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Chapter 7 - Narrative and Environmental Innovation

Published online by Cambridge University Press:  12 August 2021

Jeffrey Cohen
Affiliation:
Arizona State University
Stephanie Foote
Affiliation:
West Virginia University
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Summary

Chapter 7 directs critical attention to contemporary narratives that are coalescing in popular technology discourses that imagine climate crisis as an occasion to expand on structures of capitalism. This narrative template – whose leitmotif is making rather than saving nature – turns away from what Ramachandra Guha termed “varieties of environmentalism” in celebrating technological acts of inventing, designing, and rebuilding biophysical worlds. It begins by addressing the parallel emergence of a high-tech planet and a planet in peril as divergent stories of global capitalism. It then examines two visions of remaking the planet: geoengineering and terraforming. These overlapping engineering arenas draw an expressly environmental portrait of innovation that imbues the tech industry with quasi-magical capacities that can be leveraged either to improve on or to transcend the Anthropocene. Offering a counterpoint to this techno-utopia, the chapter concludes with an analysis of Karen Tei Yamashita’s novel Through the Arc of the Rainforest (1990), which satirizes the colonial logic of world-building fantasies while making the planet a charismatic character with a story of its own.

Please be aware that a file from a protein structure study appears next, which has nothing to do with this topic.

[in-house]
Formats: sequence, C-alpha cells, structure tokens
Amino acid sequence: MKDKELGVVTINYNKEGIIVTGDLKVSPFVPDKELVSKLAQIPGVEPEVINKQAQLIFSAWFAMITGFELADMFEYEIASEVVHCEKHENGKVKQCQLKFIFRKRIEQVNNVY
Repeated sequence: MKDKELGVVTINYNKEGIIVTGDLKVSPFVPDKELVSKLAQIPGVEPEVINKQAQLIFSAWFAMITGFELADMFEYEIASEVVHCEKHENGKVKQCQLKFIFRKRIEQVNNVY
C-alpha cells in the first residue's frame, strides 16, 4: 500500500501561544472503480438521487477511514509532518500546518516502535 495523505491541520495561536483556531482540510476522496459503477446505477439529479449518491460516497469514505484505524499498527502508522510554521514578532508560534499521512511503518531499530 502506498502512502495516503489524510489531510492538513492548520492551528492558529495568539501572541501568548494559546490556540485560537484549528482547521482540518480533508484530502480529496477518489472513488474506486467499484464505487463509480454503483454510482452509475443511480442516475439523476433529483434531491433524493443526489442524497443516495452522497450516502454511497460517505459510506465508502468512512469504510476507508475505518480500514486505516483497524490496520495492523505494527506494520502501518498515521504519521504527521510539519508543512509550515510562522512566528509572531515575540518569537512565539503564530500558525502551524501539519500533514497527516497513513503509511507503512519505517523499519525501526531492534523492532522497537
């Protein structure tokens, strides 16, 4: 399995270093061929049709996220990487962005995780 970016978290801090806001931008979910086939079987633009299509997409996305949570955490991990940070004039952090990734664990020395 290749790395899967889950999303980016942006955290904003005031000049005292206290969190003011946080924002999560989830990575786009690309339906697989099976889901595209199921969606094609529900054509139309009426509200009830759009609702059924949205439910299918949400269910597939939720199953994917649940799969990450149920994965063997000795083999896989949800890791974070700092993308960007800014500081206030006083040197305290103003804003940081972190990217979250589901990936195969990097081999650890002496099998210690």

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Publisher: Cambridge University Press
Print publication year: 2021

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References

Further Reading

Callison, Candis. How Climate Change Comes to Matter: The Communal Life of Facts. Durham: Duke University Press, 2014.CrossRefGoogle Scholar
Ghosh, Amitav. The Great Derangement: Climate Change and the Unthinkable. Chicago: The University of Chicago Press, 2017.Google Scholar
Hulme, Mike. Weathered: Cultures of Climate. London: Sage Publications, 2017.CrossRefGoogle Scholar
James, Erin and Morel, Eric (eds.), Environment and Narrative: New Directions in Eco-Narratology. Columbus: Ohio State University Press, 2020.CrossRefGoogle Scholar
LeMenager, Stephanie. “The Humanities After the Anthropocene,” in Heise, Ursula K., Christensen, John, and Neimann, Michelle (eds.), The Routledge Companion to the Environmental Humanities. London: Routledge, 2016, pp. 457–65.Google Scholar
Nye, David E. American Technological Sublime. Cambridge: MIT Press, 1996.Google Scholar
Whyte, Kyle Powys. “Indigenous Science (Fiction) for the Anthropocene: Ancestral Dystopias and Fantasies of Climate Change Crises.” Environment and Planning E: Nature and Space 1 no. 1–2 (2018): 224–42.Google Scholar
Whyte, Kyle Powys. “Indigeneity in Geoengineering Discourses. Some Considerations.” Ethics, Policy, and Environment 21 no. 3 (2019), 289307CrossRefGoogle Scholar

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